Shoulder Replacement

Shoulder arthritis is a condition in which the smooth cartilage that covers of the bones of the shoulder degenerate or disintegrate. In a healthy shoulder, these cartilage surfaces permit the bones to comfortably glide against one another. When these cartilage surfaces disappear, the bones come into direct contact, increasing friction and causing them to roughen and damage each other. Bone-on bone movement can be quite painful and difficult.
In shoulder replacement surgery, the damaged parts of the shoulder are removed and replaced with artificial components, called a prosthesis. If nonsurgical treatments like medications and activity changes are no longer helpful for relieving pain, you may want to consider shoulder joint replacement surgery. Joint replacement surgery is a safe and effective procedure to relieve pain and help you resume everyday activities.

Conditions that can be treated by Shoulder Replacement ?
1. Osteoarthritis
2. Rheumatoid Arthritis
3. Post Traumatic Arthritis
4. Severe Comminuted fractures of Proximal Humerus
5. Rotator Cuff tear Arthropathy

Shoulder Replacement Options

Shoulder replacement surgery is highly technical. It should be performed by a surgical team with experience in this procedure.

Total Shoulder Replacement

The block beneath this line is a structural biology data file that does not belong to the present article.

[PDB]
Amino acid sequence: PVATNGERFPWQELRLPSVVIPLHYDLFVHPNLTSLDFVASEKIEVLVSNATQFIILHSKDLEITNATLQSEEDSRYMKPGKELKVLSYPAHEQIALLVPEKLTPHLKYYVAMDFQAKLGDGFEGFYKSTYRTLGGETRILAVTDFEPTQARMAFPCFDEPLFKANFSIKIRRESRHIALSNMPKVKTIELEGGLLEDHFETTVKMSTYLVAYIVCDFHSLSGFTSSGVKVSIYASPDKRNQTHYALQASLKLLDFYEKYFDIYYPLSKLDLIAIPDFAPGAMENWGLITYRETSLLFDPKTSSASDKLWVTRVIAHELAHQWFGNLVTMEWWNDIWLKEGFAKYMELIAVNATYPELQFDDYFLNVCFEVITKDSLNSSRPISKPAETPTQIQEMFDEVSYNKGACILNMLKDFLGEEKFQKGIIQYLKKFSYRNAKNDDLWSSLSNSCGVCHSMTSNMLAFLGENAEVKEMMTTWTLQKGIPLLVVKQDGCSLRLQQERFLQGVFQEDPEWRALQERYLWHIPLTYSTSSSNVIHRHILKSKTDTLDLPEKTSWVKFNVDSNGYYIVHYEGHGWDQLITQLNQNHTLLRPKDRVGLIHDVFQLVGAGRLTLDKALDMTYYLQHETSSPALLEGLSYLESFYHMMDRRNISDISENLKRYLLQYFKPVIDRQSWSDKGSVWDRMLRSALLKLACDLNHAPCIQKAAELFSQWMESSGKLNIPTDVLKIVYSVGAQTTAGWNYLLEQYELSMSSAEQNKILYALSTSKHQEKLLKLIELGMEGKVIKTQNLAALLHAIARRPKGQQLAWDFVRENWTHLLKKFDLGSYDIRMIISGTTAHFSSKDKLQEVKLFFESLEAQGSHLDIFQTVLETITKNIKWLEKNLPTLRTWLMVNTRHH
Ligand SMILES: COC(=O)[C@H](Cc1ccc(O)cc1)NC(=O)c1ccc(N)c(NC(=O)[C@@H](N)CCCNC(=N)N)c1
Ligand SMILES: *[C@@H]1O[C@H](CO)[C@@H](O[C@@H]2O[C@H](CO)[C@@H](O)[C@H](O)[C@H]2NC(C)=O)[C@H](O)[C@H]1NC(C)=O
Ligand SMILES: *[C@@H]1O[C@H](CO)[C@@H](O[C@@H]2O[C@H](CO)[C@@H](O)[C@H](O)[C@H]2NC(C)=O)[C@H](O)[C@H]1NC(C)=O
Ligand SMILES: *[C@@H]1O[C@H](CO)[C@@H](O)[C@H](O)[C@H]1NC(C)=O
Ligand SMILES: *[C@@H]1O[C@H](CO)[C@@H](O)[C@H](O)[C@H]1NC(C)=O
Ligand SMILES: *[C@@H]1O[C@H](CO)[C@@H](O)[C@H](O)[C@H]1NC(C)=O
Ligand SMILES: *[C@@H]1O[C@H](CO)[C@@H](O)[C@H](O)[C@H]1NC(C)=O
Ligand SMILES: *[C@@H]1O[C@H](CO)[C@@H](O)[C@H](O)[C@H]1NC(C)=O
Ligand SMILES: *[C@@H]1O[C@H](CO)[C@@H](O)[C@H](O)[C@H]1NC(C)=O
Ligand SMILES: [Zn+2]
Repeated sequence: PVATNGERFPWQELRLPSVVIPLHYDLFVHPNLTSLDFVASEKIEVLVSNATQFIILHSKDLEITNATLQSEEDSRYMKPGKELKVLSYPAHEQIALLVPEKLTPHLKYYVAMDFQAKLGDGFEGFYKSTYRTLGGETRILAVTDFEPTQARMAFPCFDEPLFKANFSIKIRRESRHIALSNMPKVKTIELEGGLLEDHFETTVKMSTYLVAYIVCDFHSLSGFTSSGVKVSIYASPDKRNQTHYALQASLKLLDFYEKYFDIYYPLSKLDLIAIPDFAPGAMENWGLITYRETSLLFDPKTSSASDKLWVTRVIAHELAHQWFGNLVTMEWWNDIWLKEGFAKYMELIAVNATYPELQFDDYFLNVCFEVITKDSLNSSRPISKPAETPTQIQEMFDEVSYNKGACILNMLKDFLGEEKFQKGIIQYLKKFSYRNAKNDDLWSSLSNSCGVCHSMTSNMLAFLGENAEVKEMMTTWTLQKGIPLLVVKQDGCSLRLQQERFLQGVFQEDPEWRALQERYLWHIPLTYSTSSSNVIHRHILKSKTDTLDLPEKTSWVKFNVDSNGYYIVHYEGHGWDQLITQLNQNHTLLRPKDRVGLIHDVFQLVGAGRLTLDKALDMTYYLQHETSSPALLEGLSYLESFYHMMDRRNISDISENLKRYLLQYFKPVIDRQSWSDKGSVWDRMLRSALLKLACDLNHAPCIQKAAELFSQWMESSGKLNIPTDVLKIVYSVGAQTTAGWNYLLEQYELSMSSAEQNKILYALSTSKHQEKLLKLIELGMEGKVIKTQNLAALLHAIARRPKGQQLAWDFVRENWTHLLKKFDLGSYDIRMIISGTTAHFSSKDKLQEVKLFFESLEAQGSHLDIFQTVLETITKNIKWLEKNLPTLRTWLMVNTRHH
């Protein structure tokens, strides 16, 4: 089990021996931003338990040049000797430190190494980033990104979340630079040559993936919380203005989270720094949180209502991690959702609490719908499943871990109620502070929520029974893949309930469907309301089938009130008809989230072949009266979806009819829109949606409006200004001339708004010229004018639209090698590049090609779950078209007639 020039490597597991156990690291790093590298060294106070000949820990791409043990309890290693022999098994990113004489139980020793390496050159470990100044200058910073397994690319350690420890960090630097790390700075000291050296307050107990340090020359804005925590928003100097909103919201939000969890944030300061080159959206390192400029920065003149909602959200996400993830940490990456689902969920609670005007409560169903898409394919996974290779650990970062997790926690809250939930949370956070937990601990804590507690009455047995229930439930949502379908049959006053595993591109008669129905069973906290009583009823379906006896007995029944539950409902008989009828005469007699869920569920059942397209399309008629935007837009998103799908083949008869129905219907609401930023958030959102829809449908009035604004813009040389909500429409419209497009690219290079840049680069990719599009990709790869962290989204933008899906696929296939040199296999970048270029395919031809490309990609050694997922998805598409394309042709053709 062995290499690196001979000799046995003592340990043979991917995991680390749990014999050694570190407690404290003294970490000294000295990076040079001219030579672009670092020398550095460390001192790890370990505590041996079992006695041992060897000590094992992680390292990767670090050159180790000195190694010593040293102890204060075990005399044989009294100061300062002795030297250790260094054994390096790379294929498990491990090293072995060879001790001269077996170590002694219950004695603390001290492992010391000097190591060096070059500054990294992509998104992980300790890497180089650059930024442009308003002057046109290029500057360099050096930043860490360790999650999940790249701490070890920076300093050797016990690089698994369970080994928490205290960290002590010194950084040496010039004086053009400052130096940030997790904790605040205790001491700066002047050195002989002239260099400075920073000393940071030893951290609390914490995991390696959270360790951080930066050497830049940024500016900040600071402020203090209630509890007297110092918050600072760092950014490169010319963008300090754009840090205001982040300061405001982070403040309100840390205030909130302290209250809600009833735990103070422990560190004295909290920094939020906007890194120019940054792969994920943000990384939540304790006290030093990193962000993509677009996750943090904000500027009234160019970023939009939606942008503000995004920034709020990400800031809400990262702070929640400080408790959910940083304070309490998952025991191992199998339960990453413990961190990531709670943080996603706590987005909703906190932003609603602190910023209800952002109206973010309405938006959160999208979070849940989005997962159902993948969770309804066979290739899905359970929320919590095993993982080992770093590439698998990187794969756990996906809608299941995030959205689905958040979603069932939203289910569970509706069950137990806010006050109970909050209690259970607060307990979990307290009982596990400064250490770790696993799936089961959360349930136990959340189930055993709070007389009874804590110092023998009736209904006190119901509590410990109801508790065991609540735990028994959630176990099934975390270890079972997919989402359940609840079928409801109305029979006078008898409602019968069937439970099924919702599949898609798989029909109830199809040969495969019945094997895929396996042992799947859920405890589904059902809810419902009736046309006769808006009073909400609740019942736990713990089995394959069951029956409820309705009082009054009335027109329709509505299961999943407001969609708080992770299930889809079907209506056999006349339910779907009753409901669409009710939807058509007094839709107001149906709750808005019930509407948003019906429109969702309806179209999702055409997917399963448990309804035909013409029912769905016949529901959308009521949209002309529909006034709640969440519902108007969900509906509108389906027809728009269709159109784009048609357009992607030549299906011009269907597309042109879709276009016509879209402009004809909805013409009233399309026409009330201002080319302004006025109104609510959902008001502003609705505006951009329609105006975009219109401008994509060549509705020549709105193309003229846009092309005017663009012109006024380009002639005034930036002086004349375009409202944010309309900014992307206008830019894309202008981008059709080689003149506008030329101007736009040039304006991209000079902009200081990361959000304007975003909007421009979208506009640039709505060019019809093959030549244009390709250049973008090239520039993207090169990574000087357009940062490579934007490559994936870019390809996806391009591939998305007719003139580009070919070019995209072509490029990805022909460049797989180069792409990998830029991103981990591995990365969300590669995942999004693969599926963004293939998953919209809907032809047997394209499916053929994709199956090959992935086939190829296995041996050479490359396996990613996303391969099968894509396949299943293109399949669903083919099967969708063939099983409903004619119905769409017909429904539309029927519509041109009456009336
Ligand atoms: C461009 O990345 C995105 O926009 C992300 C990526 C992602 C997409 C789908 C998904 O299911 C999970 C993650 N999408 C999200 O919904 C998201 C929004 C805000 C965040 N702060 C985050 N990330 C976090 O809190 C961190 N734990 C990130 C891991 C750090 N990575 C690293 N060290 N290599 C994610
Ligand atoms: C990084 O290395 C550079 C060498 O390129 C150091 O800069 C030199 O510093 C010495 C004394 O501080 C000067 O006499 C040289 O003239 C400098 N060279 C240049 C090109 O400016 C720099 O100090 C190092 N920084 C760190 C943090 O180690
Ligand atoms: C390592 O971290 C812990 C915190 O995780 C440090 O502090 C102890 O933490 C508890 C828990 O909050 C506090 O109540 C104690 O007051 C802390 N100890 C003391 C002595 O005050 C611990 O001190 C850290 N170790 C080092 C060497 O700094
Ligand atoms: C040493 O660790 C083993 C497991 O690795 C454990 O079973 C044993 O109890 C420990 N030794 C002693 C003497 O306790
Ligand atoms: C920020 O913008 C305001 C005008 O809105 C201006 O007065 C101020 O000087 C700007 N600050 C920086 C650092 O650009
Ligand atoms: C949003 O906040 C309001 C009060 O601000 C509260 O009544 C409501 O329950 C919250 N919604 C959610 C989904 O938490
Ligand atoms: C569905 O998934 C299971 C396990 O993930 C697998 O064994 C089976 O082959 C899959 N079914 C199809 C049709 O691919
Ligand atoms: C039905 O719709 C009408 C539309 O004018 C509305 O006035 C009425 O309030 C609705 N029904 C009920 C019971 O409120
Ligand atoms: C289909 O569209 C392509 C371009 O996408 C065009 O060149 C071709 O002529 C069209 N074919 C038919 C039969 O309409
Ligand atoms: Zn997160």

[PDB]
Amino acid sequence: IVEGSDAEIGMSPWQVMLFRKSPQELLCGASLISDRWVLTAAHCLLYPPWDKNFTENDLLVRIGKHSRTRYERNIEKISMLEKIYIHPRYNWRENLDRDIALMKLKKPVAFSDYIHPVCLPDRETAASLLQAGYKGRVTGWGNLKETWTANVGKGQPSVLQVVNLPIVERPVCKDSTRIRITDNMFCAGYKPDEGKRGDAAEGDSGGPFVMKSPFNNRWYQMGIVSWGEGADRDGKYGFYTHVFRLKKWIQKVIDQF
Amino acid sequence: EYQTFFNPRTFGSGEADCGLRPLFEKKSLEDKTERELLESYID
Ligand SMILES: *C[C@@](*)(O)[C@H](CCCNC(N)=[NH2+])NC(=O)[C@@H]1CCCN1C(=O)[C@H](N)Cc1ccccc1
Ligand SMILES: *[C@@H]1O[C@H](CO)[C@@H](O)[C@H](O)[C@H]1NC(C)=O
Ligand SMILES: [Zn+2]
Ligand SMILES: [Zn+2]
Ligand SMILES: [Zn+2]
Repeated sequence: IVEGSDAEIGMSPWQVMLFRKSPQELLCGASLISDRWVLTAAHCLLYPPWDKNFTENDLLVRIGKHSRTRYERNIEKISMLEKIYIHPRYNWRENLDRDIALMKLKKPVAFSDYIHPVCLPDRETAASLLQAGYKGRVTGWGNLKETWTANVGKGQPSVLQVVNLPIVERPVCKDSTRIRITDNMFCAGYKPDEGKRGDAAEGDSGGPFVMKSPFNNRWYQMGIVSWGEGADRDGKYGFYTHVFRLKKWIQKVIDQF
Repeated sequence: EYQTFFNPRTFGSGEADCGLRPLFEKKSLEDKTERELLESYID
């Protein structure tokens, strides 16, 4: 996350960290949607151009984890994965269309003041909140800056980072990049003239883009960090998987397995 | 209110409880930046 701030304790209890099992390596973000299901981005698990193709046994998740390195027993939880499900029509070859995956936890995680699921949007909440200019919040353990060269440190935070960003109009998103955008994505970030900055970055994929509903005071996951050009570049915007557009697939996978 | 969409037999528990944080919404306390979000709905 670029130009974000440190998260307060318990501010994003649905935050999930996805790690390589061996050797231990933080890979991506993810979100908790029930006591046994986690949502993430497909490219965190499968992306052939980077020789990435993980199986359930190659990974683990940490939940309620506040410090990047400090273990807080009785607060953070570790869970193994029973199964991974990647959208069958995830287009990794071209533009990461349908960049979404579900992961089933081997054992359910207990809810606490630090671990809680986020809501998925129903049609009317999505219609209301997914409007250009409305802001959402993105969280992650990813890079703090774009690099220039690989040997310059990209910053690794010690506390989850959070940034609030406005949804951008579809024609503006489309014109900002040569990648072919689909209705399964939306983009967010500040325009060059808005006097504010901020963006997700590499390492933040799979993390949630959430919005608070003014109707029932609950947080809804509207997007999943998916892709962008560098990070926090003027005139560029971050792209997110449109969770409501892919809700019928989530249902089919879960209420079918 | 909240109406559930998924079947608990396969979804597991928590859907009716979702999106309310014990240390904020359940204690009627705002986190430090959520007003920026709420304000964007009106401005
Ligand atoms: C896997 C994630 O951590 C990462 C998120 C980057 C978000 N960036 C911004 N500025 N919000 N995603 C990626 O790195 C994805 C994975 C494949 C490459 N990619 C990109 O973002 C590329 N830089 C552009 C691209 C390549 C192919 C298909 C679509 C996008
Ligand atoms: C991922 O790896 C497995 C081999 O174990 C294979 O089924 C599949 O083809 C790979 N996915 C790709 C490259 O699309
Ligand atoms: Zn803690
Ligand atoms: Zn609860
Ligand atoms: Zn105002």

The typical total shoulder replacement involves replacing the arthritic joint surfaces with a highly polished metal ball attached to a stem, and a plastic socket.

A total shoulder joint replacement.
These components come in various sizes. They may be either cemented or “press fit” into the bone. If the bone is of good quality, your surgeon may choose to use a non-cemented (press-fit) humeral component. If the bone is soft, the humeral component may be implanted with bone cement. In most cases, an all-plastic glenoid (socket) component is implanted with bone cement.

Reverse Total Shoulder Replacement

A reverse shoulder replacement is a design in which the positions of the ball and socket are switched: A metal ball implant is placed where the patient’s own natural socket was, and a plastic socket implant is placed on the head of the humeral head.
This reverse design has more stability and does not need the tendons to hold it in place. It’s motion is controlled by the deltoid muscle rather than the rotator cuff tendon. This make it an ideal choice when the damaged shoulder needs new surfaces, but does not have sufficiently healthy soft tissues to support stabilization and movement. It is commonly performed on patients who have shoulder arthritis and a severer rotator cuff tear.

Shoulder Hemiarthroplasty

Depending on the condition of your shoulder, your surgeon may replace only the ball. This procedure is called a hemiarthroplasty.
Some surgeons recommend hemiarthroplasty when the humeral head is severely fractured but the socket is normal. Other indications for a hemiarthroplasty include:

• Arthritis that only involves the head of the humerus with a glenoid that has a healthy and intact cartilage surface
• Shoulders with severely weakened bone in the glenoid
• Some shoulders with severely torn rotator cuff tendons and arthritis